The results of the substitution analysis in this paper are not intended to be used as the basis for comparative environmental claims or purchasing decisions for specific packaging products, but rather are intended to provide a snapshot of the energy and green house gas impacts of the current overall mix of plastic packaging in several categories, and the energy and green house gas impacts of the overall mix of alternative types of packaging that might be used as substitutes. While in this study examines packaging impacts using a life cycle approach, the study is limited to an assessment of energy and green house gas impacts and does not include an expanded set of environmental indicators.
MANUFACTURING PROCESS OF PLASTIC AND PAPER BAG
Production of plastic bags
Plastic bags are made from non-renewable resources, where the key ingredients are petroleum and natural gas. Polyethylene two types High density polyethylene, Low density are the raw materials widely used for the manufacture of plastic bags.
Production of paper bags
Paper bags, they are made out of Pulpwood from trees, which is a renewable source. However, we get paper bags by cutting of trees which on the other way blemishes both plants and animals. It is also produced by energy created by coal or natural gas. Thus created pulp will be converted into a paper bag by different processes and machines after consuming tremendous amounts of energy from fossil fuels, electricity, various chemicals, etc. .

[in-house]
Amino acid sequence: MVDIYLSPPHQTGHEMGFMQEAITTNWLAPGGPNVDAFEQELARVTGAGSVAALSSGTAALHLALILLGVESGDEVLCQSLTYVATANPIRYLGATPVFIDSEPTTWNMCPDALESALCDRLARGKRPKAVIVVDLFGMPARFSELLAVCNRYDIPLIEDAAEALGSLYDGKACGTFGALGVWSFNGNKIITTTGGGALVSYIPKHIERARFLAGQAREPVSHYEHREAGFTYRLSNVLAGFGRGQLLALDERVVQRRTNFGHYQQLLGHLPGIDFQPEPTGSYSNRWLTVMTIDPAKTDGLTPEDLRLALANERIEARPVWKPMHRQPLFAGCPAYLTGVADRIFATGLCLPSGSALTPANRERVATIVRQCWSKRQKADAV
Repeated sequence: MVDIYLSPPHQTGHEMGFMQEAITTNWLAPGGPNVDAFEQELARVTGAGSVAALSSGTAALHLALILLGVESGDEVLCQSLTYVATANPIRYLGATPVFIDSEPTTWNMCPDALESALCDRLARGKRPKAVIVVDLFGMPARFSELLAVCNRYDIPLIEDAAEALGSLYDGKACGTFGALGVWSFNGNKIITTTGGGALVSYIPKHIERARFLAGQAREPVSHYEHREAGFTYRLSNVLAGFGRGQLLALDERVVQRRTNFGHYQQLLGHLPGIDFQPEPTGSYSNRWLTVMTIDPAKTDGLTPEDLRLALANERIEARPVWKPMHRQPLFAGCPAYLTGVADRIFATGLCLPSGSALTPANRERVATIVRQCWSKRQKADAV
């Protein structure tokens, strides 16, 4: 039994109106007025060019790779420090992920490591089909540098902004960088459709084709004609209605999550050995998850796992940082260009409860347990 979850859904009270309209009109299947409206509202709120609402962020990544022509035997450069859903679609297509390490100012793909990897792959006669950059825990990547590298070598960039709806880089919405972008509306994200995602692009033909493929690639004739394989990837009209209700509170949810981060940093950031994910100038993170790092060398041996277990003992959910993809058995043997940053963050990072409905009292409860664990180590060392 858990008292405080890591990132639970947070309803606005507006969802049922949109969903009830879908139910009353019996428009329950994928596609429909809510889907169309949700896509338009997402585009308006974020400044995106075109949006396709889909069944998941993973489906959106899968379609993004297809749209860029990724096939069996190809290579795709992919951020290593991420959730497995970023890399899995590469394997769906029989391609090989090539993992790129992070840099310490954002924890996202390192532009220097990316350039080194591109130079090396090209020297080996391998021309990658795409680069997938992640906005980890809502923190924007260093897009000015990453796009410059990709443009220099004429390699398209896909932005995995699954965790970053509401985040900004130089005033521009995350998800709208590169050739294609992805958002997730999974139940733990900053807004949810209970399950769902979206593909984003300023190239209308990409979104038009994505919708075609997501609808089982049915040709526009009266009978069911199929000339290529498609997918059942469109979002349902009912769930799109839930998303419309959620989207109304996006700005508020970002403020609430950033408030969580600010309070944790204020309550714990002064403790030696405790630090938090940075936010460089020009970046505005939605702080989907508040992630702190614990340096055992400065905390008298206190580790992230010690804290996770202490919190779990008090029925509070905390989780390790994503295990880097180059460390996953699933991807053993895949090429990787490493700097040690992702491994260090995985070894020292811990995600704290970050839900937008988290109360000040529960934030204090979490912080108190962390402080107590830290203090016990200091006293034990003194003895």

METHOD OF LIFE CYCLE ASSESSMENT
A life-cycle assessment is an analytical tool which can help in understanding the environmental impacts from the state of acquisition of raw materials to final disposal . LCA is an iterative process to evaluate the environmental burdens associated with a product, process or activity by identifying and quantifying energy and materials used and wastes released to the environment; to assess the impact of those energy and material uses and releases to the environment; and to identify and evaluate opportunities to effect environmental improvement . The assessment includes the entire life cycle of the product, process or activity, encompassing extracting and processing raw materials; manufacturing, transportation and distribution; use, reuse, maintenance,
recycling and final disposal .According to ISO 14040 an LCA study essentially consists of four interconnected steps/phases :
Goal and scope definition
RESULTS AND DISCUSSION
In all the cases, the eco-impact values are lesser than those without usage and disposal options. When the comparison is made between the options from three countries under discussion, it can be seen that for plastic bags, the eco-impact values from India is less compared to other countries, which is due to the fact that the reuse option is most selected by Indians. Table I and figures shown that the comparative look between without and with usage and disposal options in case of absence of recycling systems. Similar to previous options, in this option also, the eco-impact values are lesser than that of without usage and disposal options in all cases. The values for this category are given below in Table II.
C1 C2 C3 HK1 HK2 HK3 I1 I2 I3
Fig.1 Possible options of plastic and paper bags
*C = China, HK = HongKong and I = India.